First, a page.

Call me an idealist if you will, but I believe a mother and her daughter ought to be able to go to Lynnhaven Mall on a Monday afternoon in September and drive away without taking a bullet to the neck.
And if someone is convicted of the September 14th shooing of a 33-year-old Beach woman while her 10-year-old daughter watched in horror, I believe that freak ought to spend many years in prison. The second he pulled the trigger he sacrificed his right to live among us.
Heartless, I know.
Perhaps you saw the story in The Virginian-Pilot online edition Thursday. At a hearing in Virginia Beach General District Court that day, the shooting victim identified a 21-year-old man — a known gang member, according to prosecutors — of reaching out of a car window and pointing a gun in her direction.
Next thing she knew, she had a searing pain in her neck and blood was gushing from the wound. The bullet just missed her carotid artery. It could have left a little girl motherless.
In a nearby car, driven by a rival gang member (again, according to prosecutors), a mother and her 5-month-old baby were also hit by gunfire. That mom was a no-show in court this week. The baby is all right, according to the news report.
But we’re not all right. Virginia Beach isn’t all right as long as lunatics cruise the streets and endanger the public.
I have no idea if the man who was arrested for the shooting is guilty. The case is being sent to a grand jury.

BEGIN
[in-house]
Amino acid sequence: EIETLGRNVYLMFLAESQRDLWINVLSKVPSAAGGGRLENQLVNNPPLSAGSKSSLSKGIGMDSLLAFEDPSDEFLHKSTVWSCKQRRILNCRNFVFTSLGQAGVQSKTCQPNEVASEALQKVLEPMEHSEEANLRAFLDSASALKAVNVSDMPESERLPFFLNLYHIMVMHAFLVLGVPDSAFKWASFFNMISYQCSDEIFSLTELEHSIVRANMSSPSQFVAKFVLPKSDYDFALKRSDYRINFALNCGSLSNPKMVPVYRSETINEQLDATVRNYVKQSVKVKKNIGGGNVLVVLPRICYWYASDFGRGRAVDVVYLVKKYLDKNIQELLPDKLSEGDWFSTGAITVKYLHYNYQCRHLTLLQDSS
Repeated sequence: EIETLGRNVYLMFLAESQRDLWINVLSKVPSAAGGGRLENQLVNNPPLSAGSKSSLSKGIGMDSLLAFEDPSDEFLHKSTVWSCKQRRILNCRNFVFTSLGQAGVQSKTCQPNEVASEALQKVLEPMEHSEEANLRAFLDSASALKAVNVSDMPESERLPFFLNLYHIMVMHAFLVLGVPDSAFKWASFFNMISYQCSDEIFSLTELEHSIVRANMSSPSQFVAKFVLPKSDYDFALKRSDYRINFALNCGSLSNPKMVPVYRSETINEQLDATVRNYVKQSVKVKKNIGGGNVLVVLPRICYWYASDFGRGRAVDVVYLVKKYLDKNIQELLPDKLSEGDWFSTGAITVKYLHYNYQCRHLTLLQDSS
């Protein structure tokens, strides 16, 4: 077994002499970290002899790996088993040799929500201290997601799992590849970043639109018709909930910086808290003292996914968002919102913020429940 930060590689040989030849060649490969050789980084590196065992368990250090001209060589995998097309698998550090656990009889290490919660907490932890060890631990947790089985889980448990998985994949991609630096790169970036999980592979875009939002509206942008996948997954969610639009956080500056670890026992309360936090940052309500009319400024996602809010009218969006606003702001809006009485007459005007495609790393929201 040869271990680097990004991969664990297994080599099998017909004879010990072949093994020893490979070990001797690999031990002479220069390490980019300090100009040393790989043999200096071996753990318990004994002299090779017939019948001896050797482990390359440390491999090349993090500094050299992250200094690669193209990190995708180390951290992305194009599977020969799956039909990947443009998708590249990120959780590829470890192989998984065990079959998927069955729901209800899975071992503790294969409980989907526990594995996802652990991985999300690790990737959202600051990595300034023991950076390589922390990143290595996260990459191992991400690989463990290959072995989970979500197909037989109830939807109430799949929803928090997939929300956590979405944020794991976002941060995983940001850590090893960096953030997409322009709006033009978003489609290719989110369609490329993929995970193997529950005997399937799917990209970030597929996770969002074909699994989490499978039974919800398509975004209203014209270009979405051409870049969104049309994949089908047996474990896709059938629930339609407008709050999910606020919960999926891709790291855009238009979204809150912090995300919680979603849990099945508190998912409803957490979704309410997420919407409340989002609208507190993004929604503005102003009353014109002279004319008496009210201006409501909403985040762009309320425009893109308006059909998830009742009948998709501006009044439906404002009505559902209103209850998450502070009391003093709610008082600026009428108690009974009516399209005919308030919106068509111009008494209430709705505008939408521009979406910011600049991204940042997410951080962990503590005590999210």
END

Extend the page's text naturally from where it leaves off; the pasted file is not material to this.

But someone did commit a serious crime that afternoon and if there’s a conviction, that criminal deserves no mercy.
The victim is so afraid of retribution by gang members that she asked the newspaper not to print her name. Imagine how she must live, constantly looking over her shoulder, terrified that someone will try to keep her from testifying.
Look, there are two kinds of people in the world. Those who read a newspaper story headlined “Virginia Beach Woman Hit By Alleged Gang Member’s Stray Bullet Offers Emotional Testimony” and are incensed on behalf of all ordinary, decent people.
And those who wring their hands and wonder how society failed the shooter.
In trying to defend his soft-on-crime parole board recently, Gov. Ralph Northam talked about how he believed in second chances.
I do too. For someone who shoplifts, writes a bad check or steals a TV.
But a psycho who sticks a gun out of a car window and fires randomly, unconcerned about killing children and innocent bystanders?
Lock that perp up and keep him there. No second chances.
This column is republished with permission from Kerry: Unemployed & Unedited.